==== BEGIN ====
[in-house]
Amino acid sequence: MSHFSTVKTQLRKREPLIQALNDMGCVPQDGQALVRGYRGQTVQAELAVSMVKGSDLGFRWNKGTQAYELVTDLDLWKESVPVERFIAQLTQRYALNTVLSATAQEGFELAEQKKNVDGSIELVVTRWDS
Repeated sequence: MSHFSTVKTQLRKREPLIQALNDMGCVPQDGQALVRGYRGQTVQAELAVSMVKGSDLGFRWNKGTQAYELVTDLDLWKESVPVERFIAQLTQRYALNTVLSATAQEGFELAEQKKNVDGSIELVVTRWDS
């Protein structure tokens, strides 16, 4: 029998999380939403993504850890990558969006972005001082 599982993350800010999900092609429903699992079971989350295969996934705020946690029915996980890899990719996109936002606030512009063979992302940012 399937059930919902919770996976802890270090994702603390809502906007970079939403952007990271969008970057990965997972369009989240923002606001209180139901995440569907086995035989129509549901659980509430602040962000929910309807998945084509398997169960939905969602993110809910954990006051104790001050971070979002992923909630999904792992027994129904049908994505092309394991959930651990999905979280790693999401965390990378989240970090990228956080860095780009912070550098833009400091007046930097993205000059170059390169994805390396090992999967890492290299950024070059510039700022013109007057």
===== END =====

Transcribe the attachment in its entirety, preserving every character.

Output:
[in-house]
Amino acid sequence: MSHFSTVKTQLRKREPLIQALNDMGCVPQDGQALVRGYRGQTVQAELAVSMVKGSDLGFRWNKGTQAYELVTDLDLWKESVPVERFIAQLTQRYALNTVLSATAQEGFELAEQKKNVDGSIELVVTRWDS
Repeated sequence: MSHFSTVKTQLRKREPLIQALNDMGCVPQDGQALVRGYRGQTVQAELAVSMVKGSDLGFRWNKGTQAYELVTDLDLWKESVPVERFIAQLTQRYALNTVLSATAQEGFELAEQKKNVDGSIELVVTRWDS
């Protein structure tokens, strides 16, 4: 029998999380939403993504850890990558969006972005001082 599982993350800010999900092609429903699992079971989350295969996934705020946690029915996980890899990719996109936002606030512009063979992302940012 399937059930919902919770996976802890270090994702603390809502906007970079939403952007990271969008970057990965997972369009989240923002606001209180139901995440569907086995035989129509549901659980509430602040962000929910309807998945084509398997169960939905969602993110809910954990006051104790001050971070979002992923909630999904792992027994129904049908994505092309394991959930651990999905979280790693999401965390990378989240970090990228956080860095780009912070550098833009400091007046930097993205000059170059390169994805390396090992999967890492290299950024070059510039700022013109007057």